Imaging of multifocal liver lesions in children and adolescents.

Hegde SV, Dillman JR, Lopez MJ, Strouse PJ - Cancer Imaging (2013)

A 1-year-old boy with increasing abdominal distention due to multifocal hepatoblastoma. (a,b) Axial and coronal reformatted postcontrast CT images show a large, heterogeneous, predominantly low attenuation mass replacing much of the liver. The liver is also enlarged. A few satellite lesions (arrows) are present within the right hepatic lobe, and areas of focal ossification (histopathologically proven) are present within the left hepatic lobe lateral segment (arrowheads).
© Copyright Policy
Related In: Results  -  Collection

Show All Figures
getmorefigures.php?uid=PMC3569672&req=5

Figure 9: A 1-year-old boy with increasing abdominal distention due to multifocal hepatoblastoma. (a,b) Axial and coronal reformatted postcontrast CT images show a large, heterogeneous, predominantly low attenuation mass replacing much of the liver. The liver is also enlarged. A few satellite lesions (arrows) are present within the right hepatic lobe, and areas of focal ossification (histopathologically proven) are present within the left hepatic lobe lateral segment (arrowheads).
Mentions: On imaging, hepatoblastomas present as variably sized, circumscribed, lobular lesions that have the potential to replace most of the liver and cause substantial hepatomegaly. The echogenicity and echotexture of these tumors on ultrasonography is variable, and areas of internal focally increased echogenicity with posterior acoustic shadowing suggest the presence of calcification (or bone)[17]. On CT, hepatoblastomas are typically predominantly low attenuation, although areas of hyperenhancement may be present (especially along the periphery and septations)[17,21]. Discrete chunky calcifications (or osseous foci) may be noted (Fig. 9)[21]. These tumors can appear homogeneous or heterogeneous on MRI, although they are predominantly T2-weighted hyperintense and T1-weighted hypointense[17]. Portal and hepatic venous structures should be assessed for tumor thrombus, and upper abdominal lymph nodes should also be evaluated for potential metastatic spread. Delayed phase postcontrast MRI using a hepatobiliary contrast agent has recently been shown to be beneficial for demonstrating the relationship of the tumor with the portal and hepatic veins and for identifying intrahepatic satellite lesions, both factors that directly affect clinical management[22].Figure 9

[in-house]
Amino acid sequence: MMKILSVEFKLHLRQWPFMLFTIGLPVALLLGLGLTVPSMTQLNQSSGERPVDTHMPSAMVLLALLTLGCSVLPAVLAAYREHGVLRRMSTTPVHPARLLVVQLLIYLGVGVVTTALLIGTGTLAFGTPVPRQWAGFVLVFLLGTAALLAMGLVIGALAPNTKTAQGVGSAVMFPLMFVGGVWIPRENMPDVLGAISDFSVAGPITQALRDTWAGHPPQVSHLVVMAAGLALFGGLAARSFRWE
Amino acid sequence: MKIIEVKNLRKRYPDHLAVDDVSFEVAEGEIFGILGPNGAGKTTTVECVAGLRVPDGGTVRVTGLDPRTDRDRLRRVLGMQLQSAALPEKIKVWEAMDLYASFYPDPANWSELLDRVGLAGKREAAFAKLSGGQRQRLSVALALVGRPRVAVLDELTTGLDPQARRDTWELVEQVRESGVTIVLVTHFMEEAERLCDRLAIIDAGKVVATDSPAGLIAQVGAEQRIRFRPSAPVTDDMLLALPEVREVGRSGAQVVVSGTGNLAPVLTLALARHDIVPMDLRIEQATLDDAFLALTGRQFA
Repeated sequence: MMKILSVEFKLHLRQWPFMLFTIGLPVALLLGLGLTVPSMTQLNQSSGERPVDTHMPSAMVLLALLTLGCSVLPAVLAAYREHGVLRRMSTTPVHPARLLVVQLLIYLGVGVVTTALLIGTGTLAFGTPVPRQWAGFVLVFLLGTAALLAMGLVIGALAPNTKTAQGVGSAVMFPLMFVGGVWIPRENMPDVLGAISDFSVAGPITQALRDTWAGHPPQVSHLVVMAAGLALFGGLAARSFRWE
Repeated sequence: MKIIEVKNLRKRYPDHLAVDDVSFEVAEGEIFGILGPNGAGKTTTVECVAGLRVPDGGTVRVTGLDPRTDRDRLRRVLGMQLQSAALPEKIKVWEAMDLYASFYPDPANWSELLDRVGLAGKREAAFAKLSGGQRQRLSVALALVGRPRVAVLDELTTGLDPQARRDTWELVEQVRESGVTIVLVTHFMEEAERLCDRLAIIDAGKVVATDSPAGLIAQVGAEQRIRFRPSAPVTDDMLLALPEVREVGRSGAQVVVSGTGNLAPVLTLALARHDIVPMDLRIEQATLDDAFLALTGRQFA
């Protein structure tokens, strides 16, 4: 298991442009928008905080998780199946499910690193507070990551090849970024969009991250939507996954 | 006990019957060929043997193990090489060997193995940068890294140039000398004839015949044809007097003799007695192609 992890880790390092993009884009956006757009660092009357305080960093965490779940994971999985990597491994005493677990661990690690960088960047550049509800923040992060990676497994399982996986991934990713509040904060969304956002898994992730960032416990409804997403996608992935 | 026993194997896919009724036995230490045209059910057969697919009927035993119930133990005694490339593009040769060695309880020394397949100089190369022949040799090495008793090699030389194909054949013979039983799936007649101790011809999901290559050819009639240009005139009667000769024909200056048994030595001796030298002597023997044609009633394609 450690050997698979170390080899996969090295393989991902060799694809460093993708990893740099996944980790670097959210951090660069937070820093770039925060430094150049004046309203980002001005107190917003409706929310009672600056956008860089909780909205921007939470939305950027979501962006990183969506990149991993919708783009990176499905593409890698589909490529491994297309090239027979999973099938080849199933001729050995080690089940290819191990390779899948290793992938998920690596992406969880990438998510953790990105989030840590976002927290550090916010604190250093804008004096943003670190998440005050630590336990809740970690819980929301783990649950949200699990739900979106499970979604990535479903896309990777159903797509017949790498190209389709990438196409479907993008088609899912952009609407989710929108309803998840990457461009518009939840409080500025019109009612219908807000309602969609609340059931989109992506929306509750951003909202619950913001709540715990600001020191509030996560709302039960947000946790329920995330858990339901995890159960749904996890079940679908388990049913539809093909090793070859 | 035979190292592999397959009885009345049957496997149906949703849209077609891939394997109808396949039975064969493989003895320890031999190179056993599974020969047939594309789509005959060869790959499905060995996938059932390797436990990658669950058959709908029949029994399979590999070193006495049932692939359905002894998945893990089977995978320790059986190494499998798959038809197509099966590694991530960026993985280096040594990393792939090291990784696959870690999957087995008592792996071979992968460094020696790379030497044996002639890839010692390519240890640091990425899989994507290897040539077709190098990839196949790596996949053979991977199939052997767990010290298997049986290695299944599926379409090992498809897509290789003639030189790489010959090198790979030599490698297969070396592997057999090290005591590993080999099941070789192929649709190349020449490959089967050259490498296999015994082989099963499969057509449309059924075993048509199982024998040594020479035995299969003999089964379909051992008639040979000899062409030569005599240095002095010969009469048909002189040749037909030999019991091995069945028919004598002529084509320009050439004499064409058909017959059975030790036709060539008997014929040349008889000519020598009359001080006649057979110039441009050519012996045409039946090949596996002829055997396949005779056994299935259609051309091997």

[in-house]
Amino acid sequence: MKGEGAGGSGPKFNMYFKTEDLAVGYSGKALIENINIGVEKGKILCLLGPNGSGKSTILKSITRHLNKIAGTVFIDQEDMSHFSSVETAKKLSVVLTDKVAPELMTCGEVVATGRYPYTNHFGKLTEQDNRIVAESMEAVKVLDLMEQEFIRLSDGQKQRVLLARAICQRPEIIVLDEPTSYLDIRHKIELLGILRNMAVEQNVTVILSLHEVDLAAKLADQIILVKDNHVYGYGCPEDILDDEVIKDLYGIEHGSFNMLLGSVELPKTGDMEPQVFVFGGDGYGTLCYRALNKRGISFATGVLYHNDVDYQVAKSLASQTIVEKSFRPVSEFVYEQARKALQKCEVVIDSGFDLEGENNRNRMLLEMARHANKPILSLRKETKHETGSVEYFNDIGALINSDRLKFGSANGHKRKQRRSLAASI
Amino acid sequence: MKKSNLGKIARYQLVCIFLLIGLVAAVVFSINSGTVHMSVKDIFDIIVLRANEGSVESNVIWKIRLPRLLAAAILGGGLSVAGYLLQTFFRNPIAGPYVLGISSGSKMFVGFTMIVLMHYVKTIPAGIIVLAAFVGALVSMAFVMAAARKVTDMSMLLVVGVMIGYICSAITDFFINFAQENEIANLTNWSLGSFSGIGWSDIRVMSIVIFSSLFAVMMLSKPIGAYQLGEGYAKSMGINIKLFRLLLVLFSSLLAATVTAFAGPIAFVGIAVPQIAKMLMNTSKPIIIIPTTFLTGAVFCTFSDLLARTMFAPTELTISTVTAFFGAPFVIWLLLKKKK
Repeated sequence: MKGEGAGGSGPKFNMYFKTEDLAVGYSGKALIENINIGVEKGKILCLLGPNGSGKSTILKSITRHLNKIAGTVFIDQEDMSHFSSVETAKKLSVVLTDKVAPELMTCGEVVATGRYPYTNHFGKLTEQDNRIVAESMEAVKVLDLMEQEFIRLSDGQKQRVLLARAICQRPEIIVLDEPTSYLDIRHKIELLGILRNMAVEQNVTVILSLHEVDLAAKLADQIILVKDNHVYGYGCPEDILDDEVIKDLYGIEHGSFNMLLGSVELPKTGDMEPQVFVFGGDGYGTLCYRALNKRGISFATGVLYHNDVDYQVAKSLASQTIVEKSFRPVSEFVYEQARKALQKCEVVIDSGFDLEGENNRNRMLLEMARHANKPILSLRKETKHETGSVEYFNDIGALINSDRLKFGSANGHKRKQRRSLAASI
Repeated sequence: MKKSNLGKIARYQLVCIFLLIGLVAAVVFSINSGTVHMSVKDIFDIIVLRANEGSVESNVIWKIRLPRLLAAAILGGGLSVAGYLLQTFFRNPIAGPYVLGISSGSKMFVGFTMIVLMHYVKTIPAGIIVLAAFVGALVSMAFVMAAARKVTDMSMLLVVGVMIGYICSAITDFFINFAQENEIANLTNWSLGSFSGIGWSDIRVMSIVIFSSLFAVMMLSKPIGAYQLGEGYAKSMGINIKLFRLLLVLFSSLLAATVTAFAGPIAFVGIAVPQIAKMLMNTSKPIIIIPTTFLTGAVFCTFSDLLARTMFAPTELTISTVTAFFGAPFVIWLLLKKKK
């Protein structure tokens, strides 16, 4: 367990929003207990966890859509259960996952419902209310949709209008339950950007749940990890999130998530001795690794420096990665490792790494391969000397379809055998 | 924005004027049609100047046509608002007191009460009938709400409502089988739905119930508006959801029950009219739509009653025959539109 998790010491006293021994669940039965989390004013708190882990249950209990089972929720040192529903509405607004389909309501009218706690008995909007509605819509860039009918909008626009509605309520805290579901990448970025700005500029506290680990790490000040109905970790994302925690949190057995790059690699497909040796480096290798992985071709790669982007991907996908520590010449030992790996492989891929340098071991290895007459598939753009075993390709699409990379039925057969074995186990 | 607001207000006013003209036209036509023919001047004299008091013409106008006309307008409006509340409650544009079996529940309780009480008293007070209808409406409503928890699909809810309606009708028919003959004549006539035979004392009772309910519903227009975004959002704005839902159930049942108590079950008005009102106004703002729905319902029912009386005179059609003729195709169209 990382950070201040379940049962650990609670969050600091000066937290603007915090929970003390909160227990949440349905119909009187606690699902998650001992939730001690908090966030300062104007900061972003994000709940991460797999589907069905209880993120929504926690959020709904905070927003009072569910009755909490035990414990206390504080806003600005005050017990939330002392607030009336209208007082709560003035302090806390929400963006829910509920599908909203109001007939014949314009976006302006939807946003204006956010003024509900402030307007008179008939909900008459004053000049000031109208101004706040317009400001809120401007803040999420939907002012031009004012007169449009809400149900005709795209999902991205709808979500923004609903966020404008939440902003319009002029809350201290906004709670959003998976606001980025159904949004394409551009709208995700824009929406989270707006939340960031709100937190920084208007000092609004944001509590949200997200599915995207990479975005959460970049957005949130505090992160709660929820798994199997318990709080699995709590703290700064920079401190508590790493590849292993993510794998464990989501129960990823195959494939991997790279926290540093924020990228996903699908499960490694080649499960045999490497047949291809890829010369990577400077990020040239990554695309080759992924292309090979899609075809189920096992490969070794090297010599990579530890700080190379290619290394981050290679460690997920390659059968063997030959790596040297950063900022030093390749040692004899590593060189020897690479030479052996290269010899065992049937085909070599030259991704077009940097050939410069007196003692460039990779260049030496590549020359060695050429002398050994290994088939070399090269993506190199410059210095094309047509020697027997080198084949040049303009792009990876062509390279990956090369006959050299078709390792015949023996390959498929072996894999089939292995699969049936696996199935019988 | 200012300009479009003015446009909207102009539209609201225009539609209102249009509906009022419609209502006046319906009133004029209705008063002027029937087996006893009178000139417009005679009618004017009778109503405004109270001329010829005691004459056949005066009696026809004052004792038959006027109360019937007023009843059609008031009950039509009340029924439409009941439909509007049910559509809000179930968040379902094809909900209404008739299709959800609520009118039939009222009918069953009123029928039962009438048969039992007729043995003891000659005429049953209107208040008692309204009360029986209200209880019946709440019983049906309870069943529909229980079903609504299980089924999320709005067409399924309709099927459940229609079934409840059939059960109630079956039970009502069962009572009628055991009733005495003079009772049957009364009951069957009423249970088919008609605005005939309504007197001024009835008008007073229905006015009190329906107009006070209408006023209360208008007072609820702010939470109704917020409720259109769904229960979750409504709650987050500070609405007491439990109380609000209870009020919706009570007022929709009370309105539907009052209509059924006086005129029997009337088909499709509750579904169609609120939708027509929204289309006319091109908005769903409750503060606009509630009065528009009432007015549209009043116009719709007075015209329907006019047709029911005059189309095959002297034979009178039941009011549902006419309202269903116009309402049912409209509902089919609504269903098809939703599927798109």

Bottom Line: Multifocal liver lesions are encountered regularly in children and adolescents.By knowing the specific ultrasonographic, computed tomographic, and magnetic resonance imaging (MRI) features of benign and malignant pediatric liver lesions as well as the particular clinical setting, radiologists can frequently narrow the differential diagnosis and sometimes offer a definitive diagnosis.The purpose of this review article is to illustrate the imaging findings of numerous benign and malignant causes of multifocal liver lesions in the pediatric population.

View Article: PubMed Central - PubMed

Affiliation: Section of Pediatric Radiology, Department of Radiology, University of Michigan Health System, Ann Arbor, MI, USA.

ABSTRACT
Multifocal liver lesions are encountered regularly in children and adolescents. By knowing the specific ultrasonographic, computed tomographic, and magnetic resonance imaging (MRI) features of benign and malignant pediatric liver lesions as well as the particular clinical setting, radiologists can frequently narrow the differential diagnosis and sometimes offer a definitive diagnosis. The purpose of this review article is to illustrate the imaging findings of numerous benign and malignant causes of multifocal liver lesions in the pediatric population.

Show MeSH
Related in: MedlinePlus